I wonder if it is also because he is not only white, with friends, but pretty.

And people can't believe he would find it so difficult to get a girl to sleep with that he had to rape her.

Just to clarify: the "people"-- i.e. jury-- found him guilty. So there was no problem with people in general believing that he committed rape (the evidence seems pretty conclusive). It was the judge who seems to have trouble grasping the concept-- hence the recall petition circling the web. Those pushing the petition are suggesting it's because Brock has similar background to the judge-- white, male, star athlete at a prestigious college. We can't really know for sure, but it definitely is out of line with the norm-- and that's a problem. The only explanation the judge seemed willing to offer was along the lines of "he has such a promising future".

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"Here is the world. Beautiful and terrible things will happen. Don't be afraid." -Frederick Buechner

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cliffdweller
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We Americans are benefiting from this helpful video provided by our friends cross-pond.

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"Here is the world. Beautiful and terrible things will happen. Don't be afraid." -Frederick Buechner

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Twilight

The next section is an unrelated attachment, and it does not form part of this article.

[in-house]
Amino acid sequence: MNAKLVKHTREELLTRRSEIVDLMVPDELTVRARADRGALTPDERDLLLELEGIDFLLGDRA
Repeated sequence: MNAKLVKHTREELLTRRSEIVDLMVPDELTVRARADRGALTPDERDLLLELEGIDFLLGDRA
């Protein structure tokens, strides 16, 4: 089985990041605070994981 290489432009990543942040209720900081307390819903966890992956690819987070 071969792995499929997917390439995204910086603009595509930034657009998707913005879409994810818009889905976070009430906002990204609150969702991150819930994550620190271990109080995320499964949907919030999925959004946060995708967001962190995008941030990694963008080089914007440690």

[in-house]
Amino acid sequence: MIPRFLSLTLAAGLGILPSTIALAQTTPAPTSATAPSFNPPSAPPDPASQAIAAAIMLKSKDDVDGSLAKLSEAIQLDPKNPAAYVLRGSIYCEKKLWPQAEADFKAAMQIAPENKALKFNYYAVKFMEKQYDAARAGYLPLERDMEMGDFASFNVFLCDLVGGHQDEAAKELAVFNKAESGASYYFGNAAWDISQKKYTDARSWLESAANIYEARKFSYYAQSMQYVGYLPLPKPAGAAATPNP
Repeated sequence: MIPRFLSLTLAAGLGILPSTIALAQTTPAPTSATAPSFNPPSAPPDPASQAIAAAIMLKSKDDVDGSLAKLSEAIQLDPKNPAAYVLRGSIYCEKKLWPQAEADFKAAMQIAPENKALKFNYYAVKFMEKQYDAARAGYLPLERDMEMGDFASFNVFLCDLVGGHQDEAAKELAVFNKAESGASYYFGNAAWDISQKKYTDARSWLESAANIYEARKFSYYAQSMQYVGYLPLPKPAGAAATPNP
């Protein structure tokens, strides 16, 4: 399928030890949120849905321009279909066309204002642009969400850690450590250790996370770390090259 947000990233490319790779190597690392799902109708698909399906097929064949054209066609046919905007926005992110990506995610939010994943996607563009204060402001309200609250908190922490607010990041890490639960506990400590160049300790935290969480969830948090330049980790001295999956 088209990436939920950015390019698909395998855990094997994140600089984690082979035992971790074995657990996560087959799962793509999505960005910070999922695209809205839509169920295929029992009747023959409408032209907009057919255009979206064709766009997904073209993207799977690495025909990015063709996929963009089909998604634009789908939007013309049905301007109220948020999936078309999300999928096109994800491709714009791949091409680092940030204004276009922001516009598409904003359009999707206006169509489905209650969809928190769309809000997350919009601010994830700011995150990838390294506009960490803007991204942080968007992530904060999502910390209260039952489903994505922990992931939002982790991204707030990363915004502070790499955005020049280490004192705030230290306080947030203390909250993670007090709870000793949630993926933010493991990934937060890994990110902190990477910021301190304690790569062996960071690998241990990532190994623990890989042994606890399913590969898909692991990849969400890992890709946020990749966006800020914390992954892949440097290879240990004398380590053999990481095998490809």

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quote:
Originally posted by mr cheesy:
Originally posted by Twilight:
I think three to four seems about right, too.

Due to the whims of the media, this case has received so much more attention than so many, similar and worse, crimes. The perpetrator will be on the receiving end of the sort of hatred usually reserved for pedophiles and no one will soon forget.

Please help me understand. A man who forces himself onto an unconscious woman should not be publicised or called out because there are worse crimes we should be talking about..?
quote:


I didn't say he shouldn't be talked about, but that he has been to a much greater degree than usual. That adds a little something to the overall punishment he is experiencing.

[quote]FFS. I don't suppose anyone really gives a shit how long he is in prison, the real pain that the victim expresses is that everyone - the guy, his father even the fucking judge in the trial - seems to be conspiring to downplay the fact that he's interfered with an unconscious person because, y'know, he's just a jock.